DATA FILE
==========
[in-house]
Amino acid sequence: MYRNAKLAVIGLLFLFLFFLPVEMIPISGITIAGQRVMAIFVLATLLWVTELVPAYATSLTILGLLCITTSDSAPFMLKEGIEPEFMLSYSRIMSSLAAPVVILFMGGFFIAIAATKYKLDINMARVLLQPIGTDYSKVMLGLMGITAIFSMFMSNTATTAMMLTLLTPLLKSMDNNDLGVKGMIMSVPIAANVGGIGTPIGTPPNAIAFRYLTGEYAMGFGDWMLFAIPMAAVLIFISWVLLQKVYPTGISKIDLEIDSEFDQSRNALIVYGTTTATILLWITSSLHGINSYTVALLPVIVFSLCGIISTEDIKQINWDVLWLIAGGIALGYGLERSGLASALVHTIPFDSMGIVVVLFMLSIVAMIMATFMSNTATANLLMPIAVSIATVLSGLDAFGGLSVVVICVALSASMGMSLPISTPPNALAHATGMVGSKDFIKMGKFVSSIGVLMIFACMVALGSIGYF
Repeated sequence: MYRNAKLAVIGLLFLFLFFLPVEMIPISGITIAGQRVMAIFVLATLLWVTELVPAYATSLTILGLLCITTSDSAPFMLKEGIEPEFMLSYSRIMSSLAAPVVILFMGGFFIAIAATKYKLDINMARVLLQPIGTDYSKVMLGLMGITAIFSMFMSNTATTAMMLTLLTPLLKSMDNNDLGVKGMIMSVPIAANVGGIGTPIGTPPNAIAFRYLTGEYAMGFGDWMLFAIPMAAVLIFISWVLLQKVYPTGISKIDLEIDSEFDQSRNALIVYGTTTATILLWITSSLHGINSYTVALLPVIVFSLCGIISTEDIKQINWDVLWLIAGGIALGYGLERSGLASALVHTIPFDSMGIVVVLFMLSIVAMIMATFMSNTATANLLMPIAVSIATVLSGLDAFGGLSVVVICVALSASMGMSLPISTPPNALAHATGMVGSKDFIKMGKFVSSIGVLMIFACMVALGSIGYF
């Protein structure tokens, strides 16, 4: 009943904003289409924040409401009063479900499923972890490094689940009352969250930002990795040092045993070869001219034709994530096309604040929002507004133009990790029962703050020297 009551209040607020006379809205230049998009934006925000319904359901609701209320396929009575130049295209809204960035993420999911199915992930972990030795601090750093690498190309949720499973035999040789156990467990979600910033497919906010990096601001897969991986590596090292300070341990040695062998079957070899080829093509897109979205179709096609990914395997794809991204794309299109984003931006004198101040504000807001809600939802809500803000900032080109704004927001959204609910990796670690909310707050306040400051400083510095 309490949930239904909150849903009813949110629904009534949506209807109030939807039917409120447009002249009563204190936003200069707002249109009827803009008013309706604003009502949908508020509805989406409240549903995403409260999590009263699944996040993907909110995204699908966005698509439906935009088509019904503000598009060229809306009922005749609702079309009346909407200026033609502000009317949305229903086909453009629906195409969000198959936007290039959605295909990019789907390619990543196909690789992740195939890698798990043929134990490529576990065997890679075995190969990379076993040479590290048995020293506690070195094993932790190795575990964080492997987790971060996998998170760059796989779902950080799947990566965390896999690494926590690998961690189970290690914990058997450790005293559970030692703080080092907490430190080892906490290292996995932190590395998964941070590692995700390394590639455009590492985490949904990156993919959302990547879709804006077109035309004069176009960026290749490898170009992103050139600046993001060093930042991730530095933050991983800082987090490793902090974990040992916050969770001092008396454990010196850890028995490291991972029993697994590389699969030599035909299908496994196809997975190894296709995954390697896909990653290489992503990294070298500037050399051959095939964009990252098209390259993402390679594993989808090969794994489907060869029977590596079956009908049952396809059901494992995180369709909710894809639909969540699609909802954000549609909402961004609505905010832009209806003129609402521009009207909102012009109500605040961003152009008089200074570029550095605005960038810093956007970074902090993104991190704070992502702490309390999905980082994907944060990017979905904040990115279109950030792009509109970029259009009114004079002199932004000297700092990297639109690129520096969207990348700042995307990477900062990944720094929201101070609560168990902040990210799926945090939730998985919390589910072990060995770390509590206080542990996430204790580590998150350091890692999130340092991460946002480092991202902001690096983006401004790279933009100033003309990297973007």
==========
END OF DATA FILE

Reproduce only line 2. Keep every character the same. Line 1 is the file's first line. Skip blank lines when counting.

Amino acid sequence: MYRNAKLAVIGLLFLFLFFLPVEMIPISGITIAGQRVMAIFVLATLLWVTELVPAYATSLTILGLLCITTSDSAPFMLKEGIEPEFMLSYSRIMSSLAAPVVILFMGGFFIAIAATKYKLDINMARVLLQPIGTDYSKVMLGLMGITAIFSMFMSNTATTAMMLTLLTPLLKSMDNNDLGVKGMIMSVPIAANVGGIGTPIGTPPNAIAFRYLTGEYAMGFGDWMLFAIPMAAVLIFISWVLLQKVYPTGISKIDLEIDSEFDQSRNALIVYGTTTATILLWITSSLHGINSYTVALLPVIVFSLCGIISTEDIKQINWDVLWLIAGGIALGYGLERSGLASALVHTIPFDSMGIVVVLFMLSIVAMIMATFMSNTATANLLMPIAVSIATVLSGLDAFGGLSVVVICVALSASMGMSLPISTPPNALAHATGMVGSKDFIKMGKFVSSIGVLMIFACMVALGSIGYF